Tea vs. Colas

Considering that one of the main colas on the market, Coca-Cola, is having an anniversary this month, it seems fitting to take a look at how tea and colas compare. The official date for the invention of Coca-Cola was March 29, 1886, making it a much newer beverage in mankind’s thirst-quenching arsenal compared to tea.

One tale of the first consumption of hot water with some leaves of the tea bush (Camellia Sinensis) steeped in it to add flavor dates back over 5,000 years to Shen Nong, the Divine Farmer, in ancient China. That’s a long time for this beverage to undergo development and to be studied inside and out. In terms of both longevity and variety, tea is definitely way ahead of colas. I’ve seen one count of about a thousand different teas and bunches of varietals of that original tea bush. New locations are working to grow tea, with places like New Zealand and Brazil getting into the act. At the same time, places like the Darjeeling province in India, are trying hard to preserve the unique reputation of their teas.

Since it’s modest beginning, Coca-Cola has changed and other colas/soft drinks have come on the market. But the variety doesn’t even come close to tea, and when you include the tea blends made with spices, fruits, flowers, herbs, and different types of teas, the difference is even more vast.

Colas come in aluminum cans and in bottles made of either glass or plastic. Teas come loose or in some type of bag that you use for steeping, or in a bottled concentrate that you then mix up. However, bottling of pre-made, ready-to-drink tea is more commonplace lately, with several well-known brands dominating the market. Comparing Coca-Cola to a popular bottled green tea with citrus makes the cola look downright healthy, since it has less than half the sodium while having about the same calories and carbohydrates. The bottled tea has coloring, honey, and things with long names such as Calcium disodium edta that colas generally don’t have. There are diet versions of bottled teas that use artificial sweeteners so you wouldn’t get the honey, but you also have the option of diet colas and less sodium. A better option to me is to avoid both the colas and the bottled versions of teas.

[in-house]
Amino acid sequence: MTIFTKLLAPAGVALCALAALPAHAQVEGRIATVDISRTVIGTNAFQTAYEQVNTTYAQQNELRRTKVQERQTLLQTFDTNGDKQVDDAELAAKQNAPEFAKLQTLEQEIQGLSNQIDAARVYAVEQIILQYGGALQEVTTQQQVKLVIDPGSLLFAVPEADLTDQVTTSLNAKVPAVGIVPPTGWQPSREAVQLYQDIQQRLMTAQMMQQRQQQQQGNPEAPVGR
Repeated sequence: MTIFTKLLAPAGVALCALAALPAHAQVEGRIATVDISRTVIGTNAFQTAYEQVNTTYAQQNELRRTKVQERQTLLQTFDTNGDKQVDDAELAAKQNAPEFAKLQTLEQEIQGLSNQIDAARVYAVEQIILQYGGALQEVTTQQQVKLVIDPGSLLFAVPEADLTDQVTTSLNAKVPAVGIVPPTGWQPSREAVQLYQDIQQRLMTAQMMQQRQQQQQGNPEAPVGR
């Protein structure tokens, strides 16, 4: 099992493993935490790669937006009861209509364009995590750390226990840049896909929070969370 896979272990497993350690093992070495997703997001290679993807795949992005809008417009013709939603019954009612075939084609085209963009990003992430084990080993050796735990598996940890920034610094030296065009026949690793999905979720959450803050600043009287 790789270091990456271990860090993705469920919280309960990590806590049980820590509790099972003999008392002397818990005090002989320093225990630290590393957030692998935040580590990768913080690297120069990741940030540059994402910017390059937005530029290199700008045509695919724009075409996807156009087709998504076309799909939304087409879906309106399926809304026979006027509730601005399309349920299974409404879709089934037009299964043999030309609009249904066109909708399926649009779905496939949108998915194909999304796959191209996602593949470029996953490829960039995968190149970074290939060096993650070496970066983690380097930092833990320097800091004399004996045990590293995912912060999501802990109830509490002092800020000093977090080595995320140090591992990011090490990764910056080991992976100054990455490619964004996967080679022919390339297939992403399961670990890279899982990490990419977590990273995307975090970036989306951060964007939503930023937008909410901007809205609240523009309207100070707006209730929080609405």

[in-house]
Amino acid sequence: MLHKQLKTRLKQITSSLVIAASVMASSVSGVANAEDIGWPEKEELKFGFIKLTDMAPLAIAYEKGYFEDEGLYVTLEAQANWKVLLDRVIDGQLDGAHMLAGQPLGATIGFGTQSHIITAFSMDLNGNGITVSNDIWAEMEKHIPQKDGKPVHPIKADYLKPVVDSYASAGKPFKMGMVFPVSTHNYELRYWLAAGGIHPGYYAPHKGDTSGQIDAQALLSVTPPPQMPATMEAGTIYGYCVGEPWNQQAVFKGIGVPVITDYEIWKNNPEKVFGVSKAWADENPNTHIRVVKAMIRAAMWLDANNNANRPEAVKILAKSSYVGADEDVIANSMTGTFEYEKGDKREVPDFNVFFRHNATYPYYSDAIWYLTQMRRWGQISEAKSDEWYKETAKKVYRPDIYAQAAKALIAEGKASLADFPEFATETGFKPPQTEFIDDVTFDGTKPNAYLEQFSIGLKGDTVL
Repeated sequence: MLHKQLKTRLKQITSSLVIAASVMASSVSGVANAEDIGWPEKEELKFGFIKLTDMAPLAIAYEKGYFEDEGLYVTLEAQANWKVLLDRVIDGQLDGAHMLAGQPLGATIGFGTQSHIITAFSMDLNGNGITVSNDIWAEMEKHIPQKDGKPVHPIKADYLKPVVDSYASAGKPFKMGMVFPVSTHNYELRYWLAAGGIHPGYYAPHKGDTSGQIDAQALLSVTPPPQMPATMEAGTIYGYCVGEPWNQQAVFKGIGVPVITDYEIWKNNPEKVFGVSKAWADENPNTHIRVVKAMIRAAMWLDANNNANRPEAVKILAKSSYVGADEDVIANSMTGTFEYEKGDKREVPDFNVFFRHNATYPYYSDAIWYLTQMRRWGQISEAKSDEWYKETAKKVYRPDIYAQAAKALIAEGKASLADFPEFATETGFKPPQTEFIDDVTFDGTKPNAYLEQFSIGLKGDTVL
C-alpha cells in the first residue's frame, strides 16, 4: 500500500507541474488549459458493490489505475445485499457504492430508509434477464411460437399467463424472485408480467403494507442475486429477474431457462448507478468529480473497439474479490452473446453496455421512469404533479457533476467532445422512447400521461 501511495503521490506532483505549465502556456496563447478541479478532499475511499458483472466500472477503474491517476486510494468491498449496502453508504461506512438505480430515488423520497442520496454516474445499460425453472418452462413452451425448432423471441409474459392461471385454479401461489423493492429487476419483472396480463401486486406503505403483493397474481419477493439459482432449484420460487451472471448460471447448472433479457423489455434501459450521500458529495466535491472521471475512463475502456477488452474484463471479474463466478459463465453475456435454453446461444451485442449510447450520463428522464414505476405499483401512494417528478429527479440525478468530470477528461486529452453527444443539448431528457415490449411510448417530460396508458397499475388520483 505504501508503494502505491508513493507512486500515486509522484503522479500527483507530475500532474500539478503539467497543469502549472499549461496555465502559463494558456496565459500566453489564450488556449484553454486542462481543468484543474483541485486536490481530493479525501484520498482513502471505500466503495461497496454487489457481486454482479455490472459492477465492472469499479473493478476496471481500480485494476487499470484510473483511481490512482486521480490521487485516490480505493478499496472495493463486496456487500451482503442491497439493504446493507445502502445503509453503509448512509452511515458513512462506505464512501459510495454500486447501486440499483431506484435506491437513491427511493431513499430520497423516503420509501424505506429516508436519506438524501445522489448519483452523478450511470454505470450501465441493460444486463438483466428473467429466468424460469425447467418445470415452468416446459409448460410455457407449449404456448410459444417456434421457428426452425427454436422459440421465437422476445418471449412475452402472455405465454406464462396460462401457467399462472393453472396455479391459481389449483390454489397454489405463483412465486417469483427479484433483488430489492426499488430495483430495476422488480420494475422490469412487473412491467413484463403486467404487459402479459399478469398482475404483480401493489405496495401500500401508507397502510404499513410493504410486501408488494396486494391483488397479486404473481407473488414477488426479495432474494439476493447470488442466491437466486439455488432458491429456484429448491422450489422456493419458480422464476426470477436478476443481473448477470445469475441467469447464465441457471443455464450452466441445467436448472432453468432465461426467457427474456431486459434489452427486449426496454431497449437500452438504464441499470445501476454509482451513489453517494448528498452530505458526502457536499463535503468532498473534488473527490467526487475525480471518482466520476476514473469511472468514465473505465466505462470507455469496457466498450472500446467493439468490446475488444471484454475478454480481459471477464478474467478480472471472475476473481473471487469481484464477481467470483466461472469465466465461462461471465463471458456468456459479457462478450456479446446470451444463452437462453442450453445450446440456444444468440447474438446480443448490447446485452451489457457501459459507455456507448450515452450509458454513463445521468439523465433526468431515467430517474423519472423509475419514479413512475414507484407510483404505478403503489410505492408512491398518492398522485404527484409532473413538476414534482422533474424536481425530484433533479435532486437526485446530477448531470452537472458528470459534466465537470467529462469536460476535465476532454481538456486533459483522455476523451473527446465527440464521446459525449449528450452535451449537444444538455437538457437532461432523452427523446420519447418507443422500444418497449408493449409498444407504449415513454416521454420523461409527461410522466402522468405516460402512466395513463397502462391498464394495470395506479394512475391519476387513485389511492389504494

Caffeine comparisons consistently show that tea is about the same on average as colas. One site shows a range of 23 to 55.5 milligrams per eight ounces for colas, averaging 39 milligrams. They also show tea as ranging from 15 to 60 milligrams per eight ounces, for an average of 37.5 milligrams. Both are significantly less than what is in coffee and beverages that promote themselves as “energy drinks.”

For me, a big difference is carbonation. Even the pre-made bottled teas don’t have this. Colas, however, always do. The main problem with carbonation is that bloated feeling, followed by a bit of burping that could come out softly or even rather loudly. Since switching to mainly tea as my beverage of choice, I have noticed a difference in my tummy. Much less rumbling.

Just some food for thought here, stuff to keep in mind when you’re trying to decide which thirst-quencher to choose. Enjoy!

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